Chemistry - Meaning of the Term "Heavy Metals" in CofA?
You are right heavy metals (as Pb) is a vague term. It is being discouraged and individual analysis should be reported. When someone says "I tried to find a clear standard describing this to no avail", it is a good illustration that not all information is on the webpages. It is worthwhile to search books :-)
I used to think this was an old-school analytical terminology and it turns out to be correct because it is based on classical methods. From the Food Chemicals Codex (ISBN 0-309-08866-6), which is a 1000 paged book, has the following information. Later they describe the tests as well.
Heavy Metals (as Pb)
This test is designed to limit the content of common metallic impurities colored by sulfide ion (Ag, As, Bi, Cd, Cu, Hg, Pb, Sb, Sn) by comparing the color with a standard containing lead (Pb) ion under the specified test conditions. It demonstrates that the test substance is not grossly contaminated by such heavy metals, and within the precision of the test, that it does not exceed the Heavy Metals limit given as determined by concomitant visual comparison with a control solution. In the specified pH range, the optimum concentration of lead (Pb) ion for matching purposes by this method is 20 micrograms in 50 mL of solution. The most common limitation of the Heavy Metals Test is that the color the sulfide ion produces in the Sample Solution depends on the metals present and may not match the color in the Lead Solution used for matching purposes. Lead sulfide is brown, as are Ag, Bi, Cu, Hg, and Sn sulfides. While it is possible that ions not mentioned here may also yield nonmatching colors, among the nine common metallic impurities listed above, the sulfides with different colors are those of As and Cd, which are yellow, and that of Sb, which is orange.
If a yellow or orange color is observed, the following action is indicated: Because this monograph does not include an arsenic requirement, As should be determined. Any As found should not exceed 3 mg/kg. If these criteria are met, Cd may be a contributor to the yellow color, so the Cd content should be determined. If an orange color is observed, the Sb content should be determined. These additional tests are in accord with the section on Trace Impurities in the General Provisions of this book, as follows: ‘‘if other possible impurities may be present, additional tests may be required, and should be applied, as necessary, by the manufacturer, vendor, or user to demonstrate that the substance is suitable for its intended application.’’
In addition to @M.Farooq answer on the food sector, if you read heavy metals as Pb in a pharmaceutical environment, it stems from a method of the United States Pharmacopoeia, active until 2018 (same for the European, Japanese and British Pharmacopoeia as well as others). Up until then, it was normal to analyse heavy metals as a sum parameter for many drug products. The analysis was a limit test against a lead nitrate standard, where you compare the colour. From the USP chapter 231 of USP 39-NF 34 valid until 1. January 2018 :
This test is provided to demonstrate that the content of metallic impurities that are coloured by sulphide ion, under the specified test conditions, does not exceed the Heavy metals limit specified in the individual monograph in percentage (by weight) of lead in the test substance, as determined by concomitant visual comparison with a control prepared from a Standard Lead Solution. [NOTE—Substances that typically will respond to this test are lead, mercury, bismuth, arsenic antimony, tin, cadmium, silver, copper, and molybdenum.]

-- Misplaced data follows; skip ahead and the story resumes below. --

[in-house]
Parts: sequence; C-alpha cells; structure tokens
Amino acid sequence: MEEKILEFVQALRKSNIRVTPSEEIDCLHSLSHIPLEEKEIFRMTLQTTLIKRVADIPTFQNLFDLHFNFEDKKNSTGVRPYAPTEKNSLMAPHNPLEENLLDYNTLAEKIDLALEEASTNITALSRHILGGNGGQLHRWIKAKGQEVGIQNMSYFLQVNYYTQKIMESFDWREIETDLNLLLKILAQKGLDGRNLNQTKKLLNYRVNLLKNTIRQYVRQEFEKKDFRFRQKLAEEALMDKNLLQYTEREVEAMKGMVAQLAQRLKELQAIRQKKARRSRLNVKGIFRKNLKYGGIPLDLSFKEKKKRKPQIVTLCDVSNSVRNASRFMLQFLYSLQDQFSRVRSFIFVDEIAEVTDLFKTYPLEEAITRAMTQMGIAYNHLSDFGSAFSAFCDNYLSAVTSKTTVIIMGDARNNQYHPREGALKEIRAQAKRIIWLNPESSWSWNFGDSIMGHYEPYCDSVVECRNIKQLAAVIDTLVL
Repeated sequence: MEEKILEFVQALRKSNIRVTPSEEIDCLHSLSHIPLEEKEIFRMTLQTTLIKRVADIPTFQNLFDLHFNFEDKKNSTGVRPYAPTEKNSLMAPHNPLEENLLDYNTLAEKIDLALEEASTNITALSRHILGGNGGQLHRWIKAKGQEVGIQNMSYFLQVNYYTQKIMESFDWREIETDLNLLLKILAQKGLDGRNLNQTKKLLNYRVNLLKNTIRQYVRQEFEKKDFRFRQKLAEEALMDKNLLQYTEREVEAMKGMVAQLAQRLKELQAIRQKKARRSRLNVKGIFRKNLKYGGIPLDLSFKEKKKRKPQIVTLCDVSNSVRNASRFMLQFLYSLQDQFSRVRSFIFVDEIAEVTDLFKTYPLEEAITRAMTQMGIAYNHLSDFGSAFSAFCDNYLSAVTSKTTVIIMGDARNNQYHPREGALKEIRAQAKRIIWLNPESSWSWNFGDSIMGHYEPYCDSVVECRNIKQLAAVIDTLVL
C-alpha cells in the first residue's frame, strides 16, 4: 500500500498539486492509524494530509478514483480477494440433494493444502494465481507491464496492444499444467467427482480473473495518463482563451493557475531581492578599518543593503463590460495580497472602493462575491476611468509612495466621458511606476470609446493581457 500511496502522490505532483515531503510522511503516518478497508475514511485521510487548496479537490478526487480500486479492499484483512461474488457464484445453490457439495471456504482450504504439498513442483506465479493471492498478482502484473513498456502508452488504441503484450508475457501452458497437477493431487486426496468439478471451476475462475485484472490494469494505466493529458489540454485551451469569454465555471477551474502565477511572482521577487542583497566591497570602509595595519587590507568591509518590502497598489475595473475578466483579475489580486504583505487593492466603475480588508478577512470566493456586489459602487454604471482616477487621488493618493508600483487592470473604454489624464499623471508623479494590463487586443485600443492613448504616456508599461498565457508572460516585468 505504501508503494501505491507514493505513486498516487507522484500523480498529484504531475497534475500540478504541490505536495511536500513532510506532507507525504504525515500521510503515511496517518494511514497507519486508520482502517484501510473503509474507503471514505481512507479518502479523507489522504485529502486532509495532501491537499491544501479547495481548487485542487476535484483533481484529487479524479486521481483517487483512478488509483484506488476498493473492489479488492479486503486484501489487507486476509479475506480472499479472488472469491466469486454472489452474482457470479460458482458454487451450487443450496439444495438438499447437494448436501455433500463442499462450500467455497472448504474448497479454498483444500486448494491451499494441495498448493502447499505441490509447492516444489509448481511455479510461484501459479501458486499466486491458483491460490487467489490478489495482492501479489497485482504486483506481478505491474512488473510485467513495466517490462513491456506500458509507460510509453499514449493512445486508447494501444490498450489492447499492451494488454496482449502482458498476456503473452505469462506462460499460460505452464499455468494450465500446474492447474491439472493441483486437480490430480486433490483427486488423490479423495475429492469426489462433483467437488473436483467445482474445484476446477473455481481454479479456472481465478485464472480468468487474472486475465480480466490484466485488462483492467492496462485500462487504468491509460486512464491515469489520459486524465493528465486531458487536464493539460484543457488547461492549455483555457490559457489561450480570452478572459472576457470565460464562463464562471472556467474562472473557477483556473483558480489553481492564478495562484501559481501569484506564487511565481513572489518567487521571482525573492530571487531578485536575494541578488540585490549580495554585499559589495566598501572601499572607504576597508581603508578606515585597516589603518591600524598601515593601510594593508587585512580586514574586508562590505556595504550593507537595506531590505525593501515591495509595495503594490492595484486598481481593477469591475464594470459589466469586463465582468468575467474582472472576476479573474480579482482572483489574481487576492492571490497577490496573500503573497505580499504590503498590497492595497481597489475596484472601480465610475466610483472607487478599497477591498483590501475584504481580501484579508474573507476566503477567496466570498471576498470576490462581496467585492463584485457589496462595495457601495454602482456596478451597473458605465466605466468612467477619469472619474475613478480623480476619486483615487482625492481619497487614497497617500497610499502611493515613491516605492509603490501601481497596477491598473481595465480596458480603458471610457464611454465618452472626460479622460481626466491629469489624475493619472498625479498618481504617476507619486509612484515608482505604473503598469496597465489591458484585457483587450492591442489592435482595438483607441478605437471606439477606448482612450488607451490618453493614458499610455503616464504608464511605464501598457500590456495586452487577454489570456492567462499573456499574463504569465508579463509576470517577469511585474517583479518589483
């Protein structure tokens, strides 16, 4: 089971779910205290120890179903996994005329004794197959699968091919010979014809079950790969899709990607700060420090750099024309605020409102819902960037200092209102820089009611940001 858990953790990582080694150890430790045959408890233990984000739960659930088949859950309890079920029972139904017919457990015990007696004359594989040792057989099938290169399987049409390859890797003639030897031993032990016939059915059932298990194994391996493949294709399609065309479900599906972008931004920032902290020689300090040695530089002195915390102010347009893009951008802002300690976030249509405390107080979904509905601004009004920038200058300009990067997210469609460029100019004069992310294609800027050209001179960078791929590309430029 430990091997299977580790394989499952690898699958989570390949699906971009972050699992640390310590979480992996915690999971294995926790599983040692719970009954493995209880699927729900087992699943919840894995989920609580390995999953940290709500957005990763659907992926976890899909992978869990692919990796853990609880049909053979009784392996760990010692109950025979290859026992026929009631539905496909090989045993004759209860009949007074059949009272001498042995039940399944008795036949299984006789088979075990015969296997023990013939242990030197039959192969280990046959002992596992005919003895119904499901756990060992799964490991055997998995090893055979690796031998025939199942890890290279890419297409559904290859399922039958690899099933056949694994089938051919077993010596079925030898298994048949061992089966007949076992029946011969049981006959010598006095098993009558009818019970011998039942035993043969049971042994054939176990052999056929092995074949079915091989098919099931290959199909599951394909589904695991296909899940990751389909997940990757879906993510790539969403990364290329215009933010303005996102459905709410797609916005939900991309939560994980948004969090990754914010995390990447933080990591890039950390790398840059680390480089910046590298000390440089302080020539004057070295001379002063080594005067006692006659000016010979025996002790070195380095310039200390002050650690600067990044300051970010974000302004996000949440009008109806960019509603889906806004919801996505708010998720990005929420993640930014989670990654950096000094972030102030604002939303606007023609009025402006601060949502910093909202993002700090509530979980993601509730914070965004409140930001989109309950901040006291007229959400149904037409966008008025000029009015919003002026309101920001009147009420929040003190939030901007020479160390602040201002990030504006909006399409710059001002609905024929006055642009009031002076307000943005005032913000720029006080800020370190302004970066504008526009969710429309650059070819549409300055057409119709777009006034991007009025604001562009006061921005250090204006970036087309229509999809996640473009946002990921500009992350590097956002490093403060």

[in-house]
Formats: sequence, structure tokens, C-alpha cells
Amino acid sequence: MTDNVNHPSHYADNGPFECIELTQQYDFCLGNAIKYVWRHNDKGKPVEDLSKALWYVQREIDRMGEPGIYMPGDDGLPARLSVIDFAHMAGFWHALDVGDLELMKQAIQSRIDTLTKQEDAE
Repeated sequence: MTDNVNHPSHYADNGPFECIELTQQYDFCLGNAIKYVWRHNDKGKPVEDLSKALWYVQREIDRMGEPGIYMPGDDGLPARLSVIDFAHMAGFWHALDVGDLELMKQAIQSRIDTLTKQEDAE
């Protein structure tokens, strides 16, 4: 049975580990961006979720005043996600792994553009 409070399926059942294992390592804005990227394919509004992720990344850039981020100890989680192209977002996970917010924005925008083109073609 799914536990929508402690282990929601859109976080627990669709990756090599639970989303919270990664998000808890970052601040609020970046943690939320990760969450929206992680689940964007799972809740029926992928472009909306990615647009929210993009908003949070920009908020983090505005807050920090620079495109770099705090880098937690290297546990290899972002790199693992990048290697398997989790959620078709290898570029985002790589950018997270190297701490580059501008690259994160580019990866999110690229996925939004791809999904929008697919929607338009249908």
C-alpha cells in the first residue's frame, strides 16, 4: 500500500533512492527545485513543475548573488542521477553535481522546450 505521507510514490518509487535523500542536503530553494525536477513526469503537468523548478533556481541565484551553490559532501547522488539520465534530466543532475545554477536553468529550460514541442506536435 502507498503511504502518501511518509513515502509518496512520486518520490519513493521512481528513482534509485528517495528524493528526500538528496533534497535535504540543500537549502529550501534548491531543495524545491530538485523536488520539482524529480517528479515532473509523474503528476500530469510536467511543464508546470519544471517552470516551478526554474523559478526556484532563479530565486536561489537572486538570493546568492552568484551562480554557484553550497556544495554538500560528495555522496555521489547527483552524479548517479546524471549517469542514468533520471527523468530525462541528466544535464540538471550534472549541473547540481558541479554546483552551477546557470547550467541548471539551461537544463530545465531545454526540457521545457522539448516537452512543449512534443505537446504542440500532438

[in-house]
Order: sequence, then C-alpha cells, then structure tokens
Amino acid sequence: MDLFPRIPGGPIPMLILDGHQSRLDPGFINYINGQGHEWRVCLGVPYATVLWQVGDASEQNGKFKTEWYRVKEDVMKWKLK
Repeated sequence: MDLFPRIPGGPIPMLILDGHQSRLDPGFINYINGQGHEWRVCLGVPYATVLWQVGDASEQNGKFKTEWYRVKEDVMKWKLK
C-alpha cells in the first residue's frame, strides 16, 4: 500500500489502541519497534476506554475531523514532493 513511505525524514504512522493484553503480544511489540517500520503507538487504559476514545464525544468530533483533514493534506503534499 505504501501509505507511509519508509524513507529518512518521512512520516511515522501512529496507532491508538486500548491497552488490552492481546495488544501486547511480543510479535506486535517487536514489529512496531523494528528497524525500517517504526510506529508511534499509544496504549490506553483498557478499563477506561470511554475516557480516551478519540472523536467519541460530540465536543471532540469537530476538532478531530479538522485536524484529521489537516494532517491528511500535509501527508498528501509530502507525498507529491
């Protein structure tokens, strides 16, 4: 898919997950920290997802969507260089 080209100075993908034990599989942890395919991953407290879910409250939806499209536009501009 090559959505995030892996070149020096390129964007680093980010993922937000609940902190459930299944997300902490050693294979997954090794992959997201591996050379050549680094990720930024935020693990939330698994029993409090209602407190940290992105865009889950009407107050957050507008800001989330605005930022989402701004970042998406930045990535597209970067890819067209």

In addition for a lot of pharmaceutical products, special analysis for metals used in the manufacturing process were described in their monographs, such as limits of Arsenic, Iron, Lead and others.
Here is an article and a graph of the sensitivy of this method, which was quite bad.
It was a worldwide act and discussion, until finally in 2018 the International Council for Harmonisation (ICH) guidance for industry Q3D Elemental Impurities(ICH Q3D) was set in place and adopted by the regional pharmacopoeias, see FDA USP .
For the European part, here is a short "historic overview" from the European Agency.
Elemental impurities in the Ph. Eur.
The Stone age : from genesis to 2008
- use of non specific wet chemical test for « heavy metals »
- limit to 10 or 20 ppm > (with reference to lead)
The Bronze age : from 2008 to 2013
- EMA GL on the specification limits for residues of metal catalysts or metal reagents
The Golden age : starting 2013
- CHMP decision to delay the application of the EMA guideline to existing marketed products discussions on the implementation of ICH Q3D guideline
Then the chapter <231> was deleted form the USP and the chapters <232> Elemental Impurities—Limits and <233> Elemental Impurities—Procedures were released.
Now, elemental impurities are analysed by ICP or AAS on an risk based approach, mostly by studying, which elements are used in the manufacturing process, as part of the packaging, colouring etc and can leach into the drug, and then analysing the content.
So, in the pharmaceutical industry, heavy metals as Pb was a specific method for the analysis of heavy metals via colour comparison test. Until 2018, pharmaceutical products could be released with a Heav metal test based on a 1800 or 1900 visual colour comaprison test which excluded a lot of metals. Heavy metals "without Pb" did exist informal as a short version, for metals screenings and to talk about outdated methods.